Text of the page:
News Corp. has agreed to pay singer Charlotte Church $951,000 and to apologize for hacking her phone, USA Today reported. The Independent called the settlement an "11th hour deal." The Guardian noted that "She was the final victim of News of the World phone hacking in a trial of test cases due to begin on Monday 27 February to settle."
According to USA Today, Church's cash settlement is "among the highest so far." We wrote February 23 when the fact of the settlement was announced; now the monetary figure and Church's response to the lawsuit are known. The BBC noted that "at least 50 claims against the NoW have now been settled."
According to the Guardian, Church said 33 News of the World articles about her were based on phone hacking.
Church made a statement Feb. 27 about the settlement. Her statement, published in full here, says in part that she filed her lawsuit "to find out the truth about what this newspaper group has done in the pursuit of stories about our family. What I have discovered as the litigation has gone on has sickened and disgusted me. Nothing was deemed off-limits by those who pursued me and my family, just to make money for a multinational news corporation."
She noted that her family has "suffered" from the media coverage with her. "They have been harassed, put under surveillance, and my mother was bullied into revealing her own private medical condition for no other reason than they were my parents," she explained.
On the settlement, she said she is "happy" to have "finally discovered...more about what lengths these people were prepared to go to in order to publish stories about myself, my friends and my family." But, she said she also learned that "these people were prepared to go to any lengths to prevent me exposing their behaviour, not just in the deliberate destruction of documents over a number of years, but also by trying to make this investigation into the industrial scale of their illegal activity into an interrogation of my mother's medical condition, forcing her to relive the enormous personal distress they caused her back in 2005."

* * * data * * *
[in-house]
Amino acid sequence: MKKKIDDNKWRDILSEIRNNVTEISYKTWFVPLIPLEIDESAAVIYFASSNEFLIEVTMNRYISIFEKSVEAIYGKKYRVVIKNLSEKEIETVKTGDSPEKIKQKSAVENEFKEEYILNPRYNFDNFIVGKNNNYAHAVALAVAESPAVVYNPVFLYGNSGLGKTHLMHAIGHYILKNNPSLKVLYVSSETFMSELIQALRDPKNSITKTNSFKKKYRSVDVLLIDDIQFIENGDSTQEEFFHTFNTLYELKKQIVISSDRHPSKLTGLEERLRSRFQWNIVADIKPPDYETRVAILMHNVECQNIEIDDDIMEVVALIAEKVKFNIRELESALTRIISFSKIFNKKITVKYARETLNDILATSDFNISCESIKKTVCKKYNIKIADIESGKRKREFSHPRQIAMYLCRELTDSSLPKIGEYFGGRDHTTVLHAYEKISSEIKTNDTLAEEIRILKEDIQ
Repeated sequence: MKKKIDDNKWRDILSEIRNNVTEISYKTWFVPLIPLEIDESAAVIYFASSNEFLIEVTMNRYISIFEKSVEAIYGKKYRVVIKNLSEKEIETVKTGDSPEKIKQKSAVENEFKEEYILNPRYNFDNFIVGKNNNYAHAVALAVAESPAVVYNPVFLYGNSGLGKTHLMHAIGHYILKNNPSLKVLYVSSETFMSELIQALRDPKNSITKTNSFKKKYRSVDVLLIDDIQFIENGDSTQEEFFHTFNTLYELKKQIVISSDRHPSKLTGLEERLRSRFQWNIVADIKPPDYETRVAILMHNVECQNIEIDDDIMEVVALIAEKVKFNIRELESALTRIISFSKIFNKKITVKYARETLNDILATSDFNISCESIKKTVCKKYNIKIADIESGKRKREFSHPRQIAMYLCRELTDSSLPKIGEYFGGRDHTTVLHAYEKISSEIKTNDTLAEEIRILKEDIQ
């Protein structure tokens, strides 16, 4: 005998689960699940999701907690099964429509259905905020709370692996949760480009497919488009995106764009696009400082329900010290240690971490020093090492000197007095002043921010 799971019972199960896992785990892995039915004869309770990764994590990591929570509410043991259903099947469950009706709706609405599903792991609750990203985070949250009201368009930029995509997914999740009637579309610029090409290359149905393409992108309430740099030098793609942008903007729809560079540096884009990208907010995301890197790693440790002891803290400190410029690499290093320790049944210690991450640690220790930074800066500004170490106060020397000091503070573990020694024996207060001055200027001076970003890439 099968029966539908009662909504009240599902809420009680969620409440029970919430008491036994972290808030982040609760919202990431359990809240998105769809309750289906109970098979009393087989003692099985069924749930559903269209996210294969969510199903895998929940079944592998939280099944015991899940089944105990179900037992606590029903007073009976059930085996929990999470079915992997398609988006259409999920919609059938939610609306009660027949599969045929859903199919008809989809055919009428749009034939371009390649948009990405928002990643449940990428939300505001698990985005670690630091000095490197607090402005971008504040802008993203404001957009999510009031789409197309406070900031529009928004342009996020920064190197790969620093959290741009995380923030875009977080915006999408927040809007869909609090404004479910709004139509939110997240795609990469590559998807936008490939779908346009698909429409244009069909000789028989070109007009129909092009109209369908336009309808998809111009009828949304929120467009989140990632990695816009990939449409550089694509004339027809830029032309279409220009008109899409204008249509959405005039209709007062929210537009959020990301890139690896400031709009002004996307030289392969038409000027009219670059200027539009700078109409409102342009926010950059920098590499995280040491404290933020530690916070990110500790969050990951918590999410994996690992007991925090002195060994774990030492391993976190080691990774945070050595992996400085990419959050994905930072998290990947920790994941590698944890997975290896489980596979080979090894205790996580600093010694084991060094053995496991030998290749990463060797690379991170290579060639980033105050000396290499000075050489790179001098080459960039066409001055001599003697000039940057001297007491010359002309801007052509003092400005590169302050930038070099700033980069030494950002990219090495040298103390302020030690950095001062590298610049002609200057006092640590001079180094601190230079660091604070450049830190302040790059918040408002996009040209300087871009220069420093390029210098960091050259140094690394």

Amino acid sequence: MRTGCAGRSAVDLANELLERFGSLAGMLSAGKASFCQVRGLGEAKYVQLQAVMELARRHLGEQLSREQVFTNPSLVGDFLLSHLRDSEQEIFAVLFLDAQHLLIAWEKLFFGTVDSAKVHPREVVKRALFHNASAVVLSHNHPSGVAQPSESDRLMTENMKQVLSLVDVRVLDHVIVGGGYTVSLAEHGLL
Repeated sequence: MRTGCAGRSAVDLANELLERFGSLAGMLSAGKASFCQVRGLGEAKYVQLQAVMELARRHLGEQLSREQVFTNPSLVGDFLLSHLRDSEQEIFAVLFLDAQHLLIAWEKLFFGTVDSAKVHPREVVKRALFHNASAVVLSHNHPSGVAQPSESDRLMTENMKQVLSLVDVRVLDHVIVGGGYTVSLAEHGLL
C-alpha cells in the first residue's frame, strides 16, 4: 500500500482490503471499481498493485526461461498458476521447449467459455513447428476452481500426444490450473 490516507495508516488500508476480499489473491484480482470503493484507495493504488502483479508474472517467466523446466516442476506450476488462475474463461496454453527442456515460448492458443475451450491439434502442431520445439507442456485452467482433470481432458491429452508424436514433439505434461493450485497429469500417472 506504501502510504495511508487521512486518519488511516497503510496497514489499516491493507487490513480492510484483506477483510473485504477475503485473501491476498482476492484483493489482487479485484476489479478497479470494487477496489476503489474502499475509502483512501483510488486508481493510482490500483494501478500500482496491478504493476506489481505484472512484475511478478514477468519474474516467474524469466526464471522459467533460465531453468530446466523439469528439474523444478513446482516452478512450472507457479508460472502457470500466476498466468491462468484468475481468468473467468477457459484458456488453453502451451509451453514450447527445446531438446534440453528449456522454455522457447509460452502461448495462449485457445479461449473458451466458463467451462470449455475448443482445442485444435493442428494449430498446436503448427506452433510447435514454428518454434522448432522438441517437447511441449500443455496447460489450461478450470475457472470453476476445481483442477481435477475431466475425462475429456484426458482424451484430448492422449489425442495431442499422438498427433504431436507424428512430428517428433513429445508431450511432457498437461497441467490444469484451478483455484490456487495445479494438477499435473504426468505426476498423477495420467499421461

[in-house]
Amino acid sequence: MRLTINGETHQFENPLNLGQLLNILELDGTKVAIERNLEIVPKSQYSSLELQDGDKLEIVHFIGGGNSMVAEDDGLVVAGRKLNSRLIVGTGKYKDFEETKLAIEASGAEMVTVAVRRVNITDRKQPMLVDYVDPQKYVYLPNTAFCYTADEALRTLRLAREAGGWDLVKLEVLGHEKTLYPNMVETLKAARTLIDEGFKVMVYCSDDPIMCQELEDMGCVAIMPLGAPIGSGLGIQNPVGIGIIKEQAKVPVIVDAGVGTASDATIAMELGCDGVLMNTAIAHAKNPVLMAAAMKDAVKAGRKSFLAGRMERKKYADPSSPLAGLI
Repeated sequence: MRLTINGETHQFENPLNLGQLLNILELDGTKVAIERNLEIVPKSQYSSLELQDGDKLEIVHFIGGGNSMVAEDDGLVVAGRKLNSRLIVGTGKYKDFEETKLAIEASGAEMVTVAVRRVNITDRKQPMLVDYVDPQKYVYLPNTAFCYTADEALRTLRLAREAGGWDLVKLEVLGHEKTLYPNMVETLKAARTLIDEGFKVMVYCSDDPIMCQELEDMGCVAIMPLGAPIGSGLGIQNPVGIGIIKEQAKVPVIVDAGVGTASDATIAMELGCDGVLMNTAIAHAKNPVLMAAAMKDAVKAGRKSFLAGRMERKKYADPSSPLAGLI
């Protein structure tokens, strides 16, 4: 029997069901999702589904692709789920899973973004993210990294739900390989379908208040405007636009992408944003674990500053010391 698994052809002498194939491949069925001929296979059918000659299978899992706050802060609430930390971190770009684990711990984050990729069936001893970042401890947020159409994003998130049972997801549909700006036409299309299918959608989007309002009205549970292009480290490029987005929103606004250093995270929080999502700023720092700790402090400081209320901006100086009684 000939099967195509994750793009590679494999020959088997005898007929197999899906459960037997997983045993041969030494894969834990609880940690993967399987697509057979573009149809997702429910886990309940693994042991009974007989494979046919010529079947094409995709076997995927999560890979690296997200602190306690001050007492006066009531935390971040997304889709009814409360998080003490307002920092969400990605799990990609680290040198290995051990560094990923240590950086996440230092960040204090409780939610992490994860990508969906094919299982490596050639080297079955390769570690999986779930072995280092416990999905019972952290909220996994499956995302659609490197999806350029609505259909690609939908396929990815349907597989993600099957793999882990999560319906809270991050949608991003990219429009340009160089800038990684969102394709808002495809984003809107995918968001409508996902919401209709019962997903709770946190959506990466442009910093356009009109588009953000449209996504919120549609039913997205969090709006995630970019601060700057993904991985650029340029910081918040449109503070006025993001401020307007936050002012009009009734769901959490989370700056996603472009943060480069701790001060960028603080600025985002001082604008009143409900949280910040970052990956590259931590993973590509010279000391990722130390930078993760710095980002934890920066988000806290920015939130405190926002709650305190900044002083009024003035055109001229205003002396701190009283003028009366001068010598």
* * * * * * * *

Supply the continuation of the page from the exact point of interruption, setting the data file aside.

She added that "it was clear that no-one from News International was prepared to take the stand to explain their actions. In my opinion, they are not truly sorry, only sorry they got caught."
She noted that she plans to help the criminal investigation and the Leveson Inquiry into press standards, and that money wasn't her goal in suing.
During an interview with the UK Independent, Chuch claimed that during the "pre-trial discussion" she learned that News Corp planned to "go after the most vulnerable person - my mother."
"They were going to put her through the indignity of repeated psychological evaluation, make her go back in time, relive everything. They wanted to sit with my mother going over stuff that happened six years ago. And that was supposed to deliver legal information they were looking for? It was a total bullshit exercise. If we'd gone to trial, they were never going to make it about hacking. They were going to make it about everything else. Divide and conquer, weaken our position and do exactly as they'd done to us before."
We wrote in December about Church's testimony at the Leveson Inquiry, where she slammed the media for its invasive coverage of her and her family, including News Corp-owned the Sun's clock on its website "counting down to her 16th birthday...the age of sexual consent."